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How to Build A Post-Pandemic Church Budget

annual church budget planning

Building Your Annual Church Budget in a Post-Pandemic World

Before we get too far, I completely understand that the pandemic is officially not over.  I realize that our world is still in a state of confusion and no one really seems to know what’s going on or what will happen next. It unfortunately seems that we’re at a point where we’ve never been more divided as a country. Regardless of your stance on the current issues, I’m sure we can all agree that things are a little bit chaotic right now.

You’re probably experiencing that chaos first hand as you try to continue to lead your local church and meet the needs of people in your congregation and community in these unprecedented times.

If you’re like most pastors, you may feel like you’re hanging on by just a thin thread, but rest assured, your efforts are for a far greater purpose than we see right now.

It's Time to Build Your Annual Church Budget

As we head into a new year (can you believe it?!), it’s time that we discuss your church’s budget for the upcoming calendar year.

In 2021, the finances and financial accounts of many churches were unpredictable to say the least. Your church might have experienced this. And because of this unpredictability, you might be thinking that you have no idea how to budget for 2022 based off the current year.

Here are some considerations to help you start planning for your 2022 church budget.

Assess the Current State of Your Church Budget

In our Church Budget Blueprint Course, one of the first steps we discuss for planning your budget is that you need to know where you are. If you’re looking for directions on your phone, it will always ask you to choose a starting location. It’s virtually impossible to give directions if you don’t know the starting point.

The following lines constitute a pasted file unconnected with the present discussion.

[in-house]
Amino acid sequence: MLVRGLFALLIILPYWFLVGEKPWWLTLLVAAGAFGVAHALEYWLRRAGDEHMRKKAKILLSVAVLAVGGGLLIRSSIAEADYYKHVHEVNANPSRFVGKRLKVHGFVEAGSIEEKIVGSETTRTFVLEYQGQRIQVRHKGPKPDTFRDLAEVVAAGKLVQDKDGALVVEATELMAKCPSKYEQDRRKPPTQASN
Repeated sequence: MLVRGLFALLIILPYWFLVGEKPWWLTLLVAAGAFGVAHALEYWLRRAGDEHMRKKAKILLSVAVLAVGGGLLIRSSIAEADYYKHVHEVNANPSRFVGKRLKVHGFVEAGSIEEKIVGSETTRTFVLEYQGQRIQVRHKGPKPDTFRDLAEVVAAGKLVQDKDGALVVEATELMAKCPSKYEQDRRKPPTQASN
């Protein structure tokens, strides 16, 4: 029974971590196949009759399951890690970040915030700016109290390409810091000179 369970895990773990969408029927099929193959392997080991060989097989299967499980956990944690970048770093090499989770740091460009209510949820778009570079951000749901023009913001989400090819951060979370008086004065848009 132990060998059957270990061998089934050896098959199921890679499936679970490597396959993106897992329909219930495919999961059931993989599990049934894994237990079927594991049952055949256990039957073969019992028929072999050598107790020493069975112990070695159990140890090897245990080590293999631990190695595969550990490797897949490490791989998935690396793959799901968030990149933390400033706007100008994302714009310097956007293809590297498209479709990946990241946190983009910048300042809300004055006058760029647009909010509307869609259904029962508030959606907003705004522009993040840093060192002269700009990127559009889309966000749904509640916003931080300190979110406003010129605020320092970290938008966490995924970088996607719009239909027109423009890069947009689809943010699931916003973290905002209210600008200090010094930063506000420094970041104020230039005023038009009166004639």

The same is true for budgeting. Because your budget is a plan, it is really hard to chart a course if you don’t know where you’re starting from.

How To Review Your CURRENT Church Budget

Begin by taking a look at this year’s financial reports. While the church finances may have been all over the place, you should be able to get some information about the current financial status of your church.

What do your financial numbers tell you? Has church giving increased, decreased or stayed roughly the same versus last year?

There are a lot of churches that look vastly different than they did in February of 2020.  After months of virtual church services, many congregations are seeing fewer attendees than they did before everything started. At the same time, there are many churches that are seeing new people that they didn’t have prior to the pandemic. By being forced to do ministry differently, many churches are seeing people that may not have otherwise stepped foot inside a church and that is a good thing.

In order to know where to go from here, though, you’ll need to get honest about your current situation.

What questions do you need to ask?

What does your attendance currently look like? Are you seeing the same number of regular attenders each week? Are you seeing the same number of visitors? If you are still offering virtual services, how many people tune into these services regularly? 

What does church giving look like? Do you know your giving per unit and giving per capita?  These two metrics will help assess the health of your church giving. 

Along with church giving, what is your average weekly and monthly amount?  How do those compare to previous years?  

Without a good understanding of these numbers, it will be difficult to accurately plan for the future.